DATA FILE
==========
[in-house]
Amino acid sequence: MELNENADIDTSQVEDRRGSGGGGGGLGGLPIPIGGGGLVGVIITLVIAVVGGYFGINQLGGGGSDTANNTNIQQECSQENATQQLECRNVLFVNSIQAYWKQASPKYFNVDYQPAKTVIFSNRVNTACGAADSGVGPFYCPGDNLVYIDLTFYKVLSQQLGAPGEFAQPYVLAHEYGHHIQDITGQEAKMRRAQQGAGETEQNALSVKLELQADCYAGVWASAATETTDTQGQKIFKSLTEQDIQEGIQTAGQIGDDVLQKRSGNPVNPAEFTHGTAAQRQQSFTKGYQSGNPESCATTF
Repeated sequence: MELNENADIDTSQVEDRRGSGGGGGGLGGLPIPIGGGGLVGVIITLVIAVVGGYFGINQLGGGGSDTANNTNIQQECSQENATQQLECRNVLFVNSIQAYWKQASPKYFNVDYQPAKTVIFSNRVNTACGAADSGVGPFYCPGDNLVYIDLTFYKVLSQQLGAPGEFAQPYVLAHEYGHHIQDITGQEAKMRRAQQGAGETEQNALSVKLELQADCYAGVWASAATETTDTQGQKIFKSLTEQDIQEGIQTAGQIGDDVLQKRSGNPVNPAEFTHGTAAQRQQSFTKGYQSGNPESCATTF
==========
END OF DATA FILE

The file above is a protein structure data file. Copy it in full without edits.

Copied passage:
[in-house]
Amino acid sequence: MELNENADIDTSQVEDRRGSGGGGGGLGGLPIPIGGGGLVGVIITLVIAVVGGYFGINQLGGGGSDTANNTNIQQECSQENATQQLECRNVLFVNSIQAYWKQASPKYFNVDYQPAKTVIFSNRVNTACGAADSGVGPFYCPGDNLVYIDLTFYKVLSQQLGAPGEFAQPYVLAHEYGHHIQDITGQEAKMRRAQQGAGETEQNALSVKLELQADCYAGVWASAATETTDTQGQKIFKSLTEQDIQEGIQTAGQIGDDVLQKRSGNPVNPAEFTHGTAAQRQQSFTKGYQSGNPESCATTF
Repeated sequence: MELNENADIDTSQVEDRRGSGGGGGGLGGLPIPIGGGGLVGVIITLVIAVVGGYFGINQLGGGGSDTANNTNIQQECSQENATQQLECRNVLFVNSIQAYWKQASPKYFNVDYQPAKTVIFSNRVNTACGAADSGVGPFYCPGDNLVYIDLTFYKVLSQQLGAPGEFAQPYVLAHEYGHHIQDITGQEAKMRRAQQGAGETEQNALSVKLELQADCYAGVWASAATETTDTQGQKIFKSLTEQDIQEGIQTAGQIGDDVLQKRSGNPVNPAEFTHGTAAQRQQSFTKGYQSGNPESCATTF